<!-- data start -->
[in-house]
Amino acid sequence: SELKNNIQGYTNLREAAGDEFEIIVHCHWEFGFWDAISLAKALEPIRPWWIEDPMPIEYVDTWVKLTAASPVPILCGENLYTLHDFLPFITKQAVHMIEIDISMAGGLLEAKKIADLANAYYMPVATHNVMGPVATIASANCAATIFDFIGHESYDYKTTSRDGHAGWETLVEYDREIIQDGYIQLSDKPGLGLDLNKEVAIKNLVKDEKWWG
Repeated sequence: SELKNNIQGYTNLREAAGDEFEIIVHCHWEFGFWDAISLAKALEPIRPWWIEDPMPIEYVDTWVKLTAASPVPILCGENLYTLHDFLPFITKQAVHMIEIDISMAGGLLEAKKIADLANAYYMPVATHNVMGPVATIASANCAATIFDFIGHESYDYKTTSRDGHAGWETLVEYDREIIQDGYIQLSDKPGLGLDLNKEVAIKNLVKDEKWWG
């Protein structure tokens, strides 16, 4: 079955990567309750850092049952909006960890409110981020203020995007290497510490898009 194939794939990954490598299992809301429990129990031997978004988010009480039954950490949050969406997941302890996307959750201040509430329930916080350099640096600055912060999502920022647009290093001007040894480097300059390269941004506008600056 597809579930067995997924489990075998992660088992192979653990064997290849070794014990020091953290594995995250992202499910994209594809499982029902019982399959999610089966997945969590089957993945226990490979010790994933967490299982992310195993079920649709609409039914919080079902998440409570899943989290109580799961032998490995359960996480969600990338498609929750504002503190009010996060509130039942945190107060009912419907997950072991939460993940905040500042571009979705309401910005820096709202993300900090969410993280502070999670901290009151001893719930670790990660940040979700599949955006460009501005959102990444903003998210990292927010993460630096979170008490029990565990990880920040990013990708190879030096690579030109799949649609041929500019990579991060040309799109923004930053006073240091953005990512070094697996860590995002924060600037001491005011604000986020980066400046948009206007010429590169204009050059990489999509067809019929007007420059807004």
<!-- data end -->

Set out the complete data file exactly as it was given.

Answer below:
[in-house]
Amino acid sequence: SELKNNIQGYTNLREAAGDEFEIIVHCHWEFGFWDAISLAKALEPIRPWWIEDPMPIEYVDTWVKLTAASPVPILCGENLYTLHDFLPFITKQAVHMIEIDISMAGGLLEAKKIADLANAYYMPVATHNVMGPVATIASANCAATIFDFIGHESYDYKTTSRDGHAGWETLVEYDREIIQDGYIQLSDKPGLGLDLNKEVAIKNLVKDEKWWG
Repeated sequence: SELKNNIQGYTNLREAAGDEFEIIVHCHWEFGFWDAISLAKALEPIRPWWIEDPMPIEYVDTWVKLTAASPVPILCGENLYTLHDFLPFITKQAVHMIEIDISMAGGLLEAKKIADLANAYYMPVATHNVMGPVATIASANCAATIFDFIGHESYDYKTTSRDGHAGWETLVEYDREIIQDGYIQLSDKPGLGLDLNKEVAIKNLVKDEKWWG
């Protein structure tokens, strides 16, 4: 079955990567309750850092049952909006960890409110981020203020995007290497510490898009 194939794939990954490598299992809301429990129990031997978004988010009480039954950490949050969406997941302890996307959750201040509430329930916080350099640096600055912060999502920022647009290093001007040894480097300059390269941004506008600056 597809579930067995997924489990075998992660088992192979653990064997290849070794014990020091953290594995995250992202499910994209594809499982029902019982399959999610089966997945969590089957993945226990490979010790994933967490299982992310195993079920649709609409039914919080079902998440409570899943989290109580799961032998490995359960996480969600990338498609929750504002503190009010996060509130039942945190107060009912419907997950072991939460993940905040500042571009979705309401910005820096709202993300900090969410993280502070999670901290009151001893719930670790990660940040979700599949955006460009501005959102990444903003998210990292927010993460630096979170008490029990565990990880920040990013990708190879030096690579030109799949649609041929500019990579991060040309799109923004930053006073240091953005990512070094697996860590995002924060600037001491005011604000986020980066400046948009206007010429590169204009050059990489999509067809019929007007420059807004």